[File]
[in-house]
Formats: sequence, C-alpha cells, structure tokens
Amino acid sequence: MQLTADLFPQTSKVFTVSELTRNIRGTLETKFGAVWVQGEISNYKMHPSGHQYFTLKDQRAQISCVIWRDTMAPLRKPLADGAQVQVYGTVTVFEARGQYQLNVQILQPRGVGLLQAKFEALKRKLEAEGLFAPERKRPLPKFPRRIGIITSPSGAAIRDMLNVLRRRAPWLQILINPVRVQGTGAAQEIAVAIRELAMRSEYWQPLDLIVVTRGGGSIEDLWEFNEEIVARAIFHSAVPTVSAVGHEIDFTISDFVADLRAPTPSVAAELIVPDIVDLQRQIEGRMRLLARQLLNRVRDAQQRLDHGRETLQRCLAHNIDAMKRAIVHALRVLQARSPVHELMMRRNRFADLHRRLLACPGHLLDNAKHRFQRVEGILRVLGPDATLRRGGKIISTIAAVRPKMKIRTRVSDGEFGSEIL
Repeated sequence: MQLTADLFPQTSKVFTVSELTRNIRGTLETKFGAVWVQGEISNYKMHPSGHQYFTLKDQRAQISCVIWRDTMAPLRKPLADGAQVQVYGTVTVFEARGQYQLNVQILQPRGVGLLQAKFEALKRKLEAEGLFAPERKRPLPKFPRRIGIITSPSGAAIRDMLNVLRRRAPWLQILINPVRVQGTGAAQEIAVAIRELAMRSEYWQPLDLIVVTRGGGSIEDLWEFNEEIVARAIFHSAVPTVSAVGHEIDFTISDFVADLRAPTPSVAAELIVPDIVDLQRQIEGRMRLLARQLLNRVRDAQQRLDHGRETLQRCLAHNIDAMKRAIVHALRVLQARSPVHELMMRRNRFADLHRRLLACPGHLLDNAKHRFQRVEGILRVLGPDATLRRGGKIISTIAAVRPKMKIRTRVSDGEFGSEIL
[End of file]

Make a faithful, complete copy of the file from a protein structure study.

[in-house]
Formats: sequence, C-alpha cells, structure tokens
Amino acid sequence: MQLTADLFPQTSKVFTVSELTRNIRGTLETKFGAVWVQGEISNYKMHPSGHQYFTLKDQRAQISCVIWRDTMAPLRKPLADGAQVQVYGTVTVFEARGQYQLNVQILQPRGVGLLQAKFEALKRKLEAEGLFAPERKRPLPKFPRRIGIITSPSGAAIRDMLNVLRRRAPWLQILINPVRVQGTGAAQEIAVAIRELAMRSEYWQPLDLIVVTRGGGSIEDLWEFNEEIVARAIFHSAVPTVSAVGHEIDFTISDFVADLRAPTPSVAAELIVPDIVDLQRQIEGRMRLLARQLLNRVRDAQQRLDHGRETLQRCLAHNIDAMKRAIVHALRVLQARSPVHELMMRRNRFADLHRRLLACPGHLLDNAKHRFQRVEGILRVLGPDATLRRGGKIISTIAAVRPKMKIRTRVSDGEFGSEIL
Repeated sequence: MQLTADLFPQTSKVFTVSELTRNIRGTLETKFGAVWVQGEISNYKMHPSGHQYFTLKDQRAQISCVIWRDTMAPLRKPLADGAQVQVYGTVTVFEARGQYQLNVQILQPRGVGLLQAKFEALKRKLEAEGLFAPERKRPLPKFPRRIGIITSPSGAAIRDMLNVLRRRAPWLQILINPVRVQGTGAAQEIAVAIRELAMRSEYWQPLDLIVVTRGGGSIEDLWEFNEEIVARAIFHSAVPTVSAVGHEIDFTISDFVADLRAPTPSVAAELIVPDIVDLQRQIEGRMRLLARQLLNRVRDAQQRLDHGRETLQRCLAHNIDAMKRAIVHALRVLQARSPVHELMMRRNRFADLHRRLLACPGHLLDNAKHRFQRVEGILRVLGPDATLRRGGKIISTIAAVRPKMKIRTRVSDGEFGSEIL